Alcohol

Why Do Young People Drink?

“As kids get older, it’s typical for them to strive for independence, embrace fresh challenges, and explore taking risks. Among these risks, underage drinking stands out as an attraction for many adolescents and teens in their developmental stage. They are often curious to try alcohol but might not fully grasp its impact on their health and behavior. Other motivations for young people to consume alcohol involve:

  • Peer Pressure
  • Increased independence, or desire for it
  • Stress

In addition, most youth have easy access to alcohol. Youth that report drinking alcohol say the most common way they find it is from family members, friends, social sources, and at home.” (1)


Underage Drinking:

“Youth who drink alcohol are more likely to experience:

  • Affect on school performances such as lower grades, higher rate of absences, lower retention rates.
  • Misuse of other substances.
  • Physical and sexual assault
  • Memory problems.   
  • Misuse of other substances.
  • Higher risk for suicides and homicide. 
  • Unwanted, unplanned, and unprotected pregnancy.
  • Alcohol-related car crashes and other unintentional injuries, such as burns, falls, and drowning.
  • Death from alcohol poisoning.
  • Changes in brain development that may have life-long effects.” (2) 

Warning Signs of Underage Drinking:

“Adolescence is a time of change and growth, including behavior changes. These changes usually are a normal part of growing up but sometimes can point to an alcohol problem. Parents and teachers should pay close attention to the following warning signs that may indicate underage drinking:

  • Changes in mood, including anger and irritability.
  • Rebelliousness.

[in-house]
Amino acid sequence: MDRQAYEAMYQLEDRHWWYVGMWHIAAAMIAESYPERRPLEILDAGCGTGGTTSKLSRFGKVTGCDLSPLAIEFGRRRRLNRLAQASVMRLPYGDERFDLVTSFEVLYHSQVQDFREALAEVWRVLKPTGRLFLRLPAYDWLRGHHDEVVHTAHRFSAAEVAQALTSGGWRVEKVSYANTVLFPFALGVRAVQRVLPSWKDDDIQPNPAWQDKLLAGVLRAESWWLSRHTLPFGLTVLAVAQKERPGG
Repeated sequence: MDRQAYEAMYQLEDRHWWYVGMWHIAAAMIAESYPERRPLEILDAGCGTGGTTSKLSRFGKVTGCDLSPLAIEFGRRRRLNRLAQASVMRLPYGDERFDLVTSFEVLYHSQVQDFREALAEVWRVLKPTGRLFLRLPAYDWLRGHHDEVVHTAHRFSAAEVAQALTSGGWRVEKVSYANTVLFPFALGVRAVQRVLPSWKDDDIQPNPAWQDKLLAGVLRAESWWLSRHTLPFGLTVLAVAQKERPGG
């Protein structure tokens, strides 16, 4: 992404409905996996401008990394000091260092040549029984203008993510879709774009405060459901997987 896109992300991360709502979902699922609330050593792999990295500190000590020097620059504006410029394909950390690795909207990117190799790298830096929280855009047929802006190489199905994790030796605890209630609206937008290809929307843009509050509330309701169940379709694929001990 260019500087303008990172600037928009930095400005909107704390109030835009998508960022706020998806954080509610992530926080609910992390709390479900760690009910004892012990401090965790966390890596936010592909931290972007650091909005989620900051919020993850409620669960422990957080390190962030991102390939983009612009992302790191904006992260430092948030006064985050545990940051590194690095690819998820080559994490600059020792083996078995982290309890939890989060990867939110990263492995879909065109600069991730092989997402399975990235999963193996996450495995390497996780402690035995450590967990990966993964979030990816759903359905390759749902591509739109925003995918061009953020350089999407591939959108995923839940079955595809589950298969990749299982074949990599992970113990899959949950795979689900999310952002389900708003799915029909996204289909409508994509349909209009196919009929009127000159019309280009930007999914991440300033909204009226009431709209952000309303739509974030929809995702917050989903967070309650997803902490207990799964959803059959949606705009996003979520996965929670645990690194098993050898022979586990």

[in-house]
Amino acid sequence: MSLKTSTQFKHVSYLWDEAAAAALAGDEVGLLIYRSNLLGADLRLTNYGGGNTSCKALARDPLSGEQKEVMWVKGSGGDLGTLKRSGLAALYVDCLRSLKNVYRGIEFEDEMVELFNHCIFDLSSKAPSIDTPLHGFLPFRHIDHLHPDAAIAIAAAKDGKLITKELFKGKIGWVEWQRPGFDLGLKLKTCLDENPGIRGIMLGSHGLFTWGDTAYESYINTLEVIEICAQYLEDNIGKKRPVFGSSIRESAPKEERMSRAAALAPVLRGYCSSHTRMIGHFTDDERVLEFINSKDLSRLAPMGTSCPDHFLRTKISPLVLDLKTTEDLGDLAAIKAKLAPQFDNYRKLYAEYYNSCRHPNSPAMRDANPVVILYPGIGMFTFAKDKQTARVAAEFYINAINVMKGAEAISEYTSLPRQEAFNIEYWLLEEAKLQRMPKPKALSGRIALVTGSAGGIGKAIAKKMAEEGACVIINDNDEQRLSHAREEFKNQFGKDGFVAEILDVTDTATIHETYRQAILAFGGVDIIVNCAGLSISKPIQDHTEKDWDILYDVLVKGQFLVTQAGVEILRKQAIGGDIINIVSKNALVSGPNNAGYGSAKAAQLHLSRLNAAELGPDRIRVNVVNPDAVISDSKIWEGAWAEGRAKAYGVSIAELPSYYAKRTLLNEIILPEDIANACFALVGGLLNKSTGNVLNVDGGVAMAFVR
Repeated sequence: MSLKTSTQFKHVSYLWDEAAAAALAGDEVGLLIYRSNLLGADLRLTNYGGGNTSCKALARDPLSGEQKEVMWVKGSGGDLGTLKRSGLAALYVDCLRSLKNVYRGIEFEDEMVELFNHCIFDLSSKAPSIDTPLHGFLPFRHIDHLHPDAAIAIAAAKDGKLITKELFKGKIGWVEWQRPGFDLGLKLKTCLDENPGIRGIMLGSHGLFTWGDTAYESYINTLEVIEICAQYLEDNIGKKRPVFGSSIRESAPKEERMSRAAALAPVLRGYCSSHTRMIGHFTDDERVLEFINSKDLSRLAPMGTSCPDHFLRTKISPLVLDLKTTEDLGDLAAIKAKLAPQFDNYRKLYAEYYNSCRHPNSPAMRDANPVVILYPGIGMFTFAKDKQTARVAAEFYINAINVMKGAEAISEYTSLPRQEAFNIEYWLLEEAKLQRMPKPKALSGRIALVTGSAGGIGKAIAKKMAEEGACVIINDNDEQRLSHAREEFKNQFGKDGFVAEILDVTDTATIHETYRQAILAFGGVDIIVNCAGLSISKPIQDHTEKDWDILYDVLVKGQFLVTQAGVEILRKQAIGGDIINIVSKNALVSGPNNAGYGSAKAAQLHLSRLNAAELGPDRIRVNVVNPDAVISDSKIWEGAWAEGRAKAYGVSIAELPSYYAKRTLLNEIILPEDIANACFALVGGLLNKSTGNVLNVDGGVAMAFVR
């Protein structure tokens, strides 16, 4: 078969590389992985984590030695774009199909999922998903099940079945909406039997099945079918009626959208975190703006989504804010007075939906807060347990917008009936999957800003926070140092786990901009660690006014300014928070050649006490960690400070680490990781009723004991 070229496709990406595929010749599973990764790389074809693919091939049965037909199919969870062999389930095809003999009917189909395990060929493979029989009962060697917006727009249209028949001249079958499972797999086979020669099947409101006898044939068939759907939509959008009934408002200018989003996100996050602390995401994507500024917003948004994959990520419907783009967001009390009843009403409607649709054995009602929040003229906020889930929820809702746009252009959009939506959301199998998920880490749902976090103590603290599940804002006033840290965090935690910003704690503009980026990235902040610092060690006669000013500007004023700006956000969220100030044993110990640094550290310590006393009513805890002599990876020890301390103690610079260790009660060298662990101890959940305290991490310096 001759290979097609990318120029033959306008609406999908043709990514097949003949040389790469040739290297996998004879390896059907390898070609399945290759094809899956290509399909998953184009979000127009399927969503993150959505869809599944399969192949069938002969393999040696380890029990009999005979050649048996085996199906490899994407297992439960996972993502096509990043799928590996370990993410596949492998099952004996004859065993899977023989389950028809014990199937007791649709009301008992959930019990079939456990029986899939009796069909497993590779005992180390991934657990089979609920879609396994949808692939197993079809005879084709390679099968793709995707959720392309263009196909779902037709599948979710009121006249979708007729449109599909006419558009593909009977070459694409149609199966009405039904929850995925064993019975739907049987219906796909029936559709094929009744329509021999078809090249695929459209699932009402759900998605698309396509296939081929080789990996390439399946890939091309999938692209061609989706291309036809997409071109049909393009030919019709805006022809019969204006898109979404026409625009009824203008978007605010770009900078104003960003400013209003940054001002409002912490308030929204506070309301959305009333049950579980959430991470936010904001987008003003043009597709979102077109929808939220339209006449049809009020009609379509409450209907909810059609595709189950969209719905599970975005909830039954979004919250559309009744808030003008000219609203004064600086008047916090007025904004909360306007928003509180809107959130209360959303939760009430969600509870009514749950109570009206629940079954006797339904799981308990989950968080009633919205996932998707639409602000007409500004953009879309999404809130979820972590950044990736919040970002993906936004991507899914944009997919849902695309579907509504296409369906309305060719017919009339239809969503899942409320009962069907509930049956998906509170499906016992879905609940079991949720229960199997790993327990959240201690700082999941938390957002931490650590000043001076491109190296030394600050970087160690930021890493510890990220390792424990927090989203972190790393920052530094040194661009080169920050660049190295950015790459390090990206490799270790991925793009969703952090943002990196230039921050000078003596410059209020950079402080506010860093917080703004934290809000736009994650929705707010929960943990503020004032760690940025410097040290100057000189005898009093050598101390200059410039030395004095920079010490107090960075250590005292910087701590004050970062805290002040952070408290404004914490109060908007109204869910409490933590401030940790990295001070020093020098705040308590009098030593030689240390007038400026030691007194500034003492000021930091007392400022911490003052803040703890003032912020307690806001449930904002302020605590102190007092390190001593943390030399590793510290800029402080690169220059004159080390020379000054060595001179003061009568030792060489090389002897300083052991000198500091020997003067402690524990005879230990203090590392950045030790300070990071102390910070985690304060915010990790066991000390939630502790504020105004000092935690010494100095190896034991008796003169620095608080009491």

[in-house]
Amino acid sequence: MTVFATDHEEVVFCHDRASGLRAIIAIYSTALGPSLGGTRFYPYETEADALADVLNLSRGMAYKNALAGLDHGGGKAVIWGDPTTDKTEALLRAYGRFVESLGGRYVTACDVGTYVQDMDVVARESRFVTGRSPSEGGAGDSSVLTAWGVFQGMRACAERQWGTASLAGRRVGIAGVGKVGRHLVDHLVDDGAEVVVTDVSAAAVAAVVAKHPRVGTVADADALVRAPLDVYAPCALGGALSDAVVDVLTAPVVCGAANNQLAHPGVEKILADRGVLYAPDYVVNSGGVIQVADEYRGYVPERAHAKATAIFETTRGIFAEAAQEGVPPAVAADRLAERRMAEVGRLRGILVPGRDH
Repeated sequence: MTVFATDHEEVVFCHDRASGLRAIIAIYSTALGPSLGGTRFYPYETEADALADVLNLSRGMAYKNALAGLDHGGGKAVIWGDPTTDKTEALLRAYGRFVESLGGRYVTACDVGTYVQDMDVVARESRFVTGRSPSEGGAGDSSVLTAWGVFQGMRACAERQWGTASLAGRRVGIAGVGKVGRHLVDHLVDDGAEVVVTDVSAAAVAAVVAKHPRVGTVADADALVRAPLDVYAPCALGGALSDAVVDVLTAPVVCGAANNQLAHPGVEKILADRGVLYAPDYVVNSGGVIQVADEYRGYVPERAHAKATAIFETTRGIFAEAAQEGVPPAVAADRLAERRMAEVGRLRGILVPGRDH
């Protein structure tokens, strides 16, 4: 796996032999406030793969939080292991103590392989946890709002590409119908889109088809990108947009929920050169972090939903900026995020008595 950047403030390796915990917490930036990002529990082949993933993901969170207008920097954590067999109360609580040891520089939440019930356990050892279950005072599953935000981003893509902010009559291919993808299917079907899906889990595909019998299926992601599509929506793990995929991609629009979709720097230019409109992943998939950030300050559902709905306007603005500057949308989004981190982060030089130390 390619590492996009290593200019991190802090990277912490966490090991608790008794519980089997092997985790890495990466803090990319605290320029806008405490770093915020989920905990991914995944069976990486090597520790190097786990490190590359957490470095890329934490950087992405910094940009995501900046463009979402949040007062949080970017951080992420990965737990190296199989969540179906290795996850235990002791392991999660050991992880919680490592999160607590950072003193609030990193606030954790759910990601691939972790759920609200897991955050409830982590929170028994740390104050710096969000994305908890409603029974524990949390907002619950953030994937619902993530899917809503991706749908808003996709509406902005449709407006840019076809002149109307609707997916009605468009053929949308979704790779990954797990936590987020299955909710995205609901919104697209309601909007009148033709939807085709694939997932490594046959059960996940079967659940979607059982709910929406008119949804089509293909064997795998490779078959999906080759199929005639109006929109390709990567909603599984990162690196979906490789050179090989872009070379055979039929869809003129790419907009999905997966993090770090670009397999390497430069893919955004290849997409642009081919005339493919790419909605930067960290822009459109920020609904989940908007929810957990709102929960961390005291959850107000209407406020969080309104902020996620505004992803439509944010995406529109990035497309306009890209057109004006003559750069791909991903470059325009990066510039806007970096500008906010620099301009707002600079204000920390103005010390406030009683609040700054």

• Academic and/or behavioral problems.
  • Changing groups of friends.
  • Low energy levels.
  • Finding alcohol among a young person’s things.
  • Less interest in activities and/or care in appearance. 
  • Problems concentrating and/or remembering.
  • Slurred speech. 
  • Coordination problems.” (1)

The Role Parents Play 

“Parents and teachers can play a big role in shaping young people’s attitudes toward drinking. Parents in particular can have either a positive or negative influence. Parents can help their children avoid alcohol problems by:  

  • Talking about the dangers of drinking.
  • Drinking responsibility, if they choose to drink.
  • Serving as positive role models.
  • Not making alcohol available.
  • Getting to know their children’s friends.
  • Having regular conversations about life in general.
  • Connecting with other parents about sending clear messages about the importance of not drinking alcohol.
  • Supervising all parties to make sure there is no alcohol.
  • Encouraging kids to participate in healthy and fun activities that do not involve alcohol.” (1)

Sources:

Source 1: Underage Drinking 

Source 2: Alcohol Use Among Youth in Minnesota


Kanabec County Data from the Minnesota Student Survey:

 

 

 

 

 

 

 

 

 

 

 

2019 Data

Never Tried Alcohol:                                                Tried Once Or Twice:

11th Grade Female- 52%                                                  11th Grade Female- 21%

9th Grade Female- 53%                                                   9th Grade Female- 20%

11th Grade Male- 60%                                                      11th Grade Male- 9%

9th Grade Male- 62%                                                       9th Grade Male- 18%


 

 

 

 

 

 

 

 

 

 

 

2019 Data

0 Days:                                                                            1 or 2 Days:

11th Grade Female- 74%                                                    11th Grade Female- 19%

9th Grade Female- 69%                                                     9th Grade Female- 24%

11th Grade Male- 80%                                                       11th Grade Male- 6%

9th Grade Male- 83%                                                         9th Grade Male- 5%


Resources:

“Talk They Hear You” Alcohol Campaign

SAMHSA’s National Helpline

SMART Recovery

Alcohol CDC Resources

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